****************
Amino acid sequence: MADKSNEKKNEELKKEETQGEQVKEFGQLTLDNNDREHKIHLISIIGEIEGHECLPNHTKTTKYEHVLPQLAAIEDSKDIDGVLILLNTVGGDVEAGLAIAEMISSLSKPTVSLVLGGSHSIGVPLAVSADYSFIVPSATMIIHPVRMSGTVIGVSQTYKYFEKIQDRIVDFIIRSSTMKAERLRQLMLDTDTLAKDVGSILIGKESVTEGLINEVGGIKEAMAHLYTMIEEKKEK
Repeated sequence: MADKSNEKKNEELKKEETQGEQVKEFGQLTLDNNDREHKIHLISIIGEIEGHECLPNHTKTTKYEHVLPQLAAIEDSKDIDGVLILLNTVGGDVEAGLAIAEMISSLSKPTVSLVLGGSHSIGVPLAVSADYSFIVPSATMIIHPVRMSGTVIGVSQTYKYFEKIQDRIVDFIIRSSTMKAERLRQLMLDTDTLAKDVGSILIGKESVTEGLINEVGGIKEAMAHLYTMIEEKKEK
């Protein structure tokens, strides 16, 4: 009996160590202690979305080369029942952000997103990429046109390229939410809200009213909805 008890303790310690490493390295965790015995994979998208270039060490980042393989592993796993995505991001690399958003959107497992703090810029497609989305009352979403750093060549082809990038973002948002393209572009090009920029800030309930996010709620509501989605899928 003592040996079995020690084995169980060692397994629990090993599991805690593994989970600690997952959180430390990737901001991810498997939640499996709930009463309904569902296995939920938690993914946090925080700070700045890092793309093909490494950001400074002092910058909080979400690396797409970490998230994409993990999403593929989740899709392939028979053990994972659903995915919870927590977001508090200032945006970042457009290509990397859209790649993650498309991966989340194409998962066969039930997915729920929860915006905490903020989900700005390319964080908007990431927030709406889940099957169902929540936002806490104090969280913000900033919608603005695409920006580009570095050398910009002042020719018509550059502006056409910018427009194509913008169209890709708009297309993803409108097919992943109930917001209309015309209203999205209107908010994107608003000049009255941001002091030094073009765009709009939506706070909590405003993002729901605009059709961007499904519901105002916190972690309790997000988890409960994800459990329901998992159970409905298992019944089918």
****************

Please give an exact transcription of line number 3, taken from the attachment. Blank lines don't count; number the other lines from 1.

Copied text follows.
């Protein structure tokens, strides 16, 4: 009996160590202690979305080369029942952000997103990429046109390229939410809200009213909805 008890303790310690490493390295965790015995994979998208270039060490980042393989592993796993995505991001690399958003959107497992703090810029497609989305009352979403750093060549082809990038973002948002393209572009090009920029800030309930996010709620509501989605899928 003592040996079995020690084995169980060692397994629990090993599991805690593994989970600690997952959180430390990737901001991810498997939640499996709930009463309904569902296995939920938690993914946090925080700070700045890092793309093909490494950001400074002092910058909080979400690396797409970490998230994409993990999403593929989740899709392939028979053990994972659903995915919870927590977001508090200032945006970042457009290509990397859209790649993650498309991966989340194409998962066969039930997915729920929860915006905490903020989900700005390319964080908007990431927030709406889940099957169902929540936002806490104090969280913000900033919608603005695409920006580009570095050398910009002042020719018509550059502006056409910018427009194509913008169209890709708009297309993803409108097919992943109930917001209309015309209203999205209107908010994107608003000049009255941001002091030094073009765009709009939506706070909590405003993002729901605009059709961007499904519901105002916190972690309790997000988890409960994800459990329901998992159970409905298992019944089918």